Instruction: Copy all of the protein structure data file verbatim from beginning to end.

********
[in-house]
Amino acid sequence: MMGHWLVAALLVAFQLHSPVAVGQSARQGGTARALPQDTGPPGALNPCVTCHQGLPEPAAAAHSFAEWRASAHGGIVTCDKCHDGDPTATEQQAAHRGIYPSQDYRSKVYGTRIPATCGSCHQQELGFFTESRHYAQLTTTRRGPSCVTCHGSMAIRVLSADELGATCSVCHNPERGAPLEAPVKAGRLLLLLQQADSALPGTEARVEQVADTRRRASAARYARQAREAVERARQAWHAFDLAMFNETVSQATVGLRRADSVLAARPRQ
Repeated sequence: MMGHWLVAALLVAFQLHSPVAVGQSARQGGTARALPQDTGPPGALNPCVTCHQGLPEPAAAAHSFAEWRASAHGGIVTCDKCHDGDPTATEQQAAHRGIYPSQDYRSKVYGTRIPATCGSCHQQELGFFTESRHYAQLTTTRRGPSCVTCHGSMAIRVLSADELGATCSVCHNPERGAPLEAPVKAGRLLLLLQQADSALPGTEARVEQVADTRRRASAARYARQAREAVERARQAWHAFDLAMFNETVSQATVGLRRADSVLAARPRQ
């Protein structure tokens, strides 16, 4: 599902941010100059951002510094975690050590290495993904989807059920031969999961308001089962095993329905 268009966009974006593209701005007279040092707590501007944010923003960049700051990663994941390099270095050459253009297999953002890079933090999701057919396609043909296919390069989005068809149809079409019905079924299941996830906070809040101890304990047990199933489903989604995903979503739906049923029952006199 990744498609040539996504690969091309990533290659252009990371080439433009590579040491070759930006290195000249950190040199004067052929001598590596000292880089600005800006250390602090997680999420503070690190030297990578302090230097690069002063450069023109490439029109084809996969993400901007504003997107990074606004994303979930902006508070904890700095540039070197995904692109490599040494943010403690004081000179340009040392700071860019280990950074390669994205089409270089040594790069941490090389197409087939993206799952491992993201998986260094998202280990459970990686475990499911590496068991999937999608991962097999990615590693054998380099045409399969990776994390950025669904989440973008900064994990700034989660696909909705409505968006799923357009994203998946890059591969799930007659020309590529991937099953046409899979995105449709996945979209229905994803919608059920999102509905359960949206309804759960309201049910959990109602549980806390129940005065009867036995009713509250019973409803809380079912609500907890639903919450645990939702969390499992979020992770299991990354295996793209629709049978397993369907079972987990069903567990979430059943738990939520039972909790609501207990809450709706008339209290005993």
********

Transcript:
[in-house]
Amino acid sequence: MMGHWLVAALLVAFQLHSPVAVGQSARQGGTARALPQDTGPPGALNPCVTCHQGLPEPAAAAHSFAEWRASAHGGIVTCDKCHDGDPTATEQQAAHRGIYPSQDYRSKVYGTRIPATCGSCHQQELGFFTESRHYAQLTTTRRGPSCVTCHGSMAIRVLSADELGATCSVCHNPERGAPLEAPVKAGRLLLLLQQADSALPGTEARVEQVADTRRRASAARYARQAREAVERARQAWHAFDLAMFNETVSQATVGLRRADSVLAARPRQ
Repeated sequence: MMGHWLVAALLVAFQLHSPVAVGQSARQGGTARALPQDTGPPGALNPCVTCHQGLPEPAAAAHSFAEWRASAHGGIVTCDKCHDGDPTATEQQAAHRGIYPSQDYRSKVYGTRIPATCGSCHQQELGFFTESRHYAQLTTTRRGPSCVTCHGSMAIRVLSADELGATCSVCHNPERGAPLEAPVKAGRLLLLLQQADSALPGTEARVEQVADTRRRASAARYARQAREAVERARQAWHAFDLAMFNETVSQATVGLRRADSVLAARPRQ
């Protein structure tokens, strides 16, 4: 599902941010100059951002510094975690050590290495993904989807059920031969999961308001089962095993329905 268009966009974006593209701005007279040092707590501007944010923003960049700051990663994941390099270095050459253009297999953002890079933090999701057919396609043909296919390069989005068809149809079409019905079924299941996830906070809040101890304990047990199933489903989604995903979503739906049923029952006199 990744498609040539996504690969091309990533290659252009990371080439433009590579040491070759930006290195000249950190040199004067052929001598590596000292880089600005800006250390602090997680999420503070690190030297990578302090230097690069002063450069023109490439029109084809996969993400901007504003997107990074606004994303979930902006508070904890700095540039070197995904692109490599040494943010403690004081000179340009040392700071860019280990950074390669994205089409270089040594790069941490090389197409087939993206799952491992993201998986260094998202280990459970990686475990499911590496068991999937999608991962097999990615590693054998380099045409399969990776994390950025669904989440973008900064994990700034989660696909909705409505968006799923357009994203998946890059591969799930007659020309590529991937099953046409899979995105449709996945979209229905994803919608059920999102509905359960949206309804759960309201049910959990109602549980806390129940005065009867036995009713509250019973409803809380079912609500907890639903919450645990939702969390499992979020992770299991990354295996793209629709049978397993369907079972987990069903567990979430059943738990939520039972909790609501207990809450709706008339209290005993």